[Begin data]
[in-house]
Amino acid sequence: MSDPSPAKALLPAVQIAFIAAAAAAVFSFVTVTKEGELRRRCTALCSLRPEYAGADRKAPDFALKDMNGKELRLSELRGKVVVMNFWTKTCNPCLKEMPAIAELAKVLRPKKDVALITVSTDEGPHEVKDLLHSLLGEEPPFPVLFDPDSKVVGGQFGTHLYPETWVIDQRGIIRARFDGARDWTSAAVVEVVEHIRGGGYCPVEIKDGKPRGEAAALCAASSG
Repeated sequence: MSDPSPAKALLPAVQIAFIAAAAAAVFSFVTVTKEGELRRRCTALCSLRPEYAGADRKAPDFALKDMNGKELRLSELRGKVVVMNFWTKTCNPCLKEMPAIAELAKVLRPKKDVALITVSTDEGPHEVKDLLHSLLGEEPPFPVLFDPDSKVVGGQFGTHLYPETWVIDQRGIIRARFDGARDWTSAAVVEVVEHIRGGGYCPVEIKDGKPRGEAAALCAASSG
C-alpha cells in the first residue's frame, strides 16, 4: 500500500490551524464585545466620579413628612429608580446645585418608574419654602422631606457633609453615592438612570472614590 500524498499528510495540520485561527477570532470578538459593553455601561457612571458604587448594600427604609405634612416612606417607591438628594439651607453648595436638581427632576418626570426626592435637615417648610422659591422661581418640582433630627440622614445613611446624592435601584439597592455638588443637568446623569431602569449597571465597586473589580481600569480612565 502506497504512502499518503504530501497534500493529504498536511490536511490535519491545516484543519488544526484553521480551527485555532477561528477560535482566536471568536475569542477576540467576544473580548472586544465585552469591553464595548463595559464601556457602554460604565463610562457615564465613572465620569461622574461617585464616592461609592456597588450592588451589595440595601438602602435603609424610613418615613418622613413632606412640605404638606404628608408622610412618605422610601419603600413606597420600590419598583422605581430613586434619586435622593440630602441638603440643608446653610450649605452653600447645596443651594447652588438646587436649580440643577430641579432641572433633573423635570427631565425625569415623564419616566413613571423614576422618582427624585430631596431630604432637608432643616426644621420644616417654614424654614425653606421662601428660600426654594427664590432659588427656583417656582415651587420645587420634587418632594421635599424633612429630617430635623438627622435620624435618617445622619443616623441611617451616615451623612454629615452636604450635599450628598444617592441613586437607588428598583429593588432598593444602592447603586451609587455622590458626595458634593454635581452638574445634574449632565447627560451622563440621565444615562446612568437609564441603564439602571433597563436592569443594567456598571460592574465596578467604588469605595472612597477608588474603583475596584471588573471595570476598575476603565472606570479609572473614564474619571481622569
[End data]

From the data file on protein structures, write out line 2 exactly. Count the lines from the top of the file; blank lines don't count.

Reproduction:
Amino acid sequence: MSDPSPAKALLPAVQIAFIAAAAAAVFSFVTVTKEGELRRRCTALCSLRPEYAGADRKAPDFALKDMNGKELRLSELRGKVVVMNFWTKTCNPCLKEMPAIAELAKVLRPKKDVALITVSTDEGPHEVKDLLHSLLGEEPPFPVLFDPDSKVVGGQFGTHLYPETWVIDQRGIIRARFDGARDWTSAAVVEVVEHIRGGGYCPVEIKDGKPRGEAAALCAASSG